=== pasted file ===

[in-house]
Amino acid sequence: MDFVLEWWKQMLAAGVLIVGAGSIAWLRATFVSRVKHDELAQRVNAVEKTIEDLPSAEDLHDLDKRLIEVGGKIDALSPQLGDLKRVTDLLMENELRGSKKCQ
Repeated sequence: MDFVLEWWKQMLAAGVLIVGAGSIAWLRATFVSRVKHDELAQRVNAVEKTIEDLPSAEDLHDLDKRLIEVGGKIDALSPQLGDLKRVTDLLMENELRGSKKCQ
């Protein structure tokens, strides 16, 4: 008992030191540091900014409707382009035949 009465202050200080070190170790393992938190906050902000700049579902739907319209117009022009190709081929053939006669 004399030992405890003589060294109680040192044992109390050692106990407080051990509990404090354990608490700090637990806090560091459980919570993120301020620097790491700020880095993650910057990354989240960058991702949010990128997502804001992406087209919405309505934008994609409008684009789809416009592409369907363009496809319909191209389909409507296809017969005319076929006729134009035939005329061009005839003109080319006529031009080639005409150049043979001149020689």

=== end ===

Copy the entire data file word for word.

[in-house]
Amino acid sequence: MDFVLEWWKQMLAAGVLIVGAGSIAWLRATFVSRVKHDELAQRVNAVEKTIEDLPSAEDLHDLDKRLIEVGGKIDALSPQLGDLKRVTDLLMENELRGSKKCQ
Repeated sequence: MDFVLEWWKQMLAAGVLIVGAGSIAWLRATFVSRVKHDELAQRVNAVEKTIEDLPSAEDLHDLDKRLIEVGGKIDALSPQLGDLKRVTDLLMENELRGSKKCQ
């Protein structure tokens, strides 16, 4: 008992030191540091900014409707382009035949 009465202050200080070190170790393992938190906050902000700049579902739907319209117009022009190709081929053939006669 004399030992405890003589060294109680040192044992109390050692106990407080051990509990404090354990608490700090637990806090560091459980919570993120301020620097790491700020880095993650910057990354989240960058991702949010990128997502804001992406087209919405309505934008994609409008684009789809416009592409369907363009496809319909191209389909409507296809017969005319076929006729134009035939005329061009005839003109080319006529031009080639005409150049043979001149020689």